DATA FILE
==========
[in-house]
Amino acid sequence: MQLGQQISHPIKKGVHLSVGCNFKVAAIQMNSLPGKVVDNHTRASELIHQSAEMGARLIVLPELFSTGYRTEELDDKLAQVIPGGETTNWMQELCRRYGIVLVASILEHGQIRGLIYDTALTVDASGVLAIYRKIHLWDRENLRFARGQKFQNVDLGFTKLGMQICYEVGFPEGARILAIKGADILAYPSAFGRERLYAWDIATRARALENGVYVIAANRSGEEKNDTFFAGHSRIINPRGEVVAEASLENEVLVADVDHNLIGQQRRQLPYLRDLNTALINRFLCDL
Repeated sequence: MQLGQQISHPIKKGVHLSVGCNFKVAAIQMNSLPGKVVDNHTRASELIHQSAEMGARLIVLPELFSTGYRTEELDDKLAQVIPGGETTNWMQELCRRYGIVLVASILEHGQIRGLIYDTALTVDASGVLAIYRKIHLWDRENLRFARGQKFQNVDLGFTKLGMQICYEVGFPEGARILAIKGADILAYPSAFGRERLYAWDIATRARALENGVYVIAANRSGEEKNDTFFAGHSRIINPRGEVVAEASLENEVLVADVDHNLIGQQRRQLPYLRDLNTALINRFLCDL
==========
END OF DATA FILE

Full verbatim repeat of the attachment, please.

[in-house]
Amino acid sequence: MQLGQQISHPIKKGVHLSVGCNFKVAAIQMNSLPGKVVDNHTRASELIHQSAEMGARLIVLPELFSTGYRTEELDDKLAQVIPGGETTNWMQELCRRYGIVLVASILEHGQIRGLIYDTALTVDASGVLAIYRKIHLWDRENLRFARGQKFQNVDLGFTKLGMQICYEVGFPEGARILAIKGADILAYPSAFGRERLYAWDIATRARALENGVYVIAANRSGEEKNDTFFAGHSRIINPRGEVVAEASLENEVLVADVDHNLIGQQRRQLPYLRDLNTALINRFLCDL
Repeated sequence: MQLGQQISHPIKKGVHLSVGCNFKVAAIQMNSLPGKVVDNHTRASELIHQSAEMGARLIVLPELFSTGYRTEELDDKLAQVIPGGETTNWMQELCRRYGIVLVASILEHGQIRGLIYDTALTVDASGVLAIYRKIHLWDRENLRFARGQKFQNVDLGFTKLGMQICYEVGFPEGARILAIKGADILAYPSAFGRERLYAWDIATRARALENGVYVIAANRSGEEKNDTFFAGHSRIINPRGEVVAEASLENEVLVADVDHNLIGQQRRQLPYLRDLNTALINRFLCDL